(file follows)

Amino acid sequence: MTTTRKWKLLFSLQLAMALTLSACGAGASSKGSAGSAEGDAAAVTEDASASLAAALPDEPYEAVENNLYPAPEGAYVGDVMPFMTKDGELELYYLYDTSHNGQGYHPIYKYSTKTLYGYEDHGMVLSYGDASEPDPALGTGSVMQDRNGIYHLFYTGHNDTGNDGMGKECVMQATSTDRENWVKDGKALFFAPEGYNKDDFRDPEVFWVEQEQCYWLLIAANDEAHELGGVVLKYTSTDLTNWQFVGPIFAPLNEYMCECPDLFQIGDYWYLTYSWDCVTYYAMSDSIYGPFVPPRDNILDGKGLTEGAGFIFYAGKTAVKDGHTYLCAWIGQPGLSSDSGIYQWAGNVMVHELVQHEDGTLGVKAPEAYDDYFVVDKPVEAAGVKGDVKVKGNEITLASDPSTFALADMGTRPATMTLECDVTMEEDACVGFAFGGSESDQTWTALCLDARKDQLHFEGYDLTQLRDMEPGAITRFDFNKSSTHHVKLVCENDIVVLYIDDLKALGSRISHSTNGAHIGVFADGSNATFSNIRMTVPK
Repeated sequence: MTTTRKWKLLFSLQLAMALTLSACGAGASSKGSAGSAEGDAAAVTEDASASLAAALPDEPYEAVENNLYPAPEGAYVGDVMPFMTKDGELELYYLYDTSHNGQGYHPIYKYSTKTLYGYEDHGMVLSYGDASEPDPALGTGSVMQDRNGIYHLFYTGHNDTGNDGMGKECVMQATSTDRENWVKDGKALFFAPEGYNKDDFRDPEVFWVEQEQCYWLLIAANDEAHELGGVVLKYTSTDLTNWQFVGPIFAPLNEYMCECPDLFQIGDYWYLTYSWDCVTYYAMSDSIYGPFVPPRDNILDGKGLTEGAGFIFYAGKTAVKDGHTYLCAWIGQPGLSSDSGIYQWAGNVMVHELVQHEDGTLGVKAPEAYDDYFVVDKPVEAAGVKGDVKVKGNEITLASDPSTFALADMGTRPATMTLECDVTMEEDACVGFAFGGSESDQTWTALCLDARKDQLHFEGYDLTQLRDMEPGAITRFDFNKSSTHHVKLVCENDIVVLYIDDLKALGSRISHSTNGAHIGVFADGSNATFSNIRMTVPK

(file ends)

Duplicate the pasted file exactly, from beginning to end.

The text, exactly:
Amino acid sequence: MTTTRKWKLLFSLQLAMALTLSACGAGASSKGSAGSAEGDAAAVTEDASASLAAALPDEPYEAVENNLYPAPEGAYVGDVMPFMTKDGELELYYLYDTSHNGQGYHPIYKYSTKTLYGYEDHGMVLSYGDASEPDPALGTGSVMQDRNGIYHLFYTGHNDTGNDGMGKECVMQATSTDRENWVKDGKALFFAPEGYNKDDFRDPEVFWVEQEQCYWLLIAANDEAHELGGVVLKYTSTDLTNWQFVGPIFAPLNEYMCECPDLFQIGDYWYLTYSWDCVTYYAMSDSIYGPFVPPRDNILDGKGLTEGAGFIFYAGKTAVKDGHTYLCAWIGQPGLSSDSGIYQWAGNVMVHELVQHEDGTLGVKAPEAYDDYFVVDKPVEAAGVKGDVKVKGNEITLASDPSTFALADMGTRPATMTLECDVTMEEDACVGFAFGGSESDQTWTALCLDARKDQLHFEGYDLTQLRDMEPGAITRFDFNKSSTHHVKLVCENDIVVLYIDDLKALGSRISHSTNGAHIGVFADGSNATFSNIRMTVPK
Repeated sequence: MTTTRKWKLLFSLQLAMALTLSACGAGASSKGSAGSAEGDAAAVTEDASASLAAALPDEPYEAVENNLYPAPEGAYVGDVMPFMTKDGELELYYLYDTSHNGQGYHPIYKYSTKTLYGYEDHGMVLSYGDASEPDPALGTGSVMQDRNGIYHLFYTGHNDTGNDGMGKECVMQATSTDRENWVKDGKALFFAPEGYNKDDFRDPEVFWVEQEQCYWLLIAANDEAHELGGVVLKYTSTDLTNWQFVGPIFAPLNEYMCECPDLFQIGDYWYLTYSWDCVTYYAMSDSIYGPFVPPRDNILDGKGLTEGAGFIFYAGKTAVKDGHTYLCAWIGQPGLSSDSGIYQWAGNVMVHELVQHEDGTLGVKAPEAYDDYFVVDKPVEAAGVKGDVKVKGNEITLASDPSTFALADMGTRPATMTLECDVTMEEDACVGFAFGGSESDQTWTALCLDARKDQLHFEGYDLTQLRDMEPGAITRFDFNKSSTHHVKLVCENDIVVLYIDDLKALGSRISHSTNGAHIGVFADGSNATFSNIRMTVPK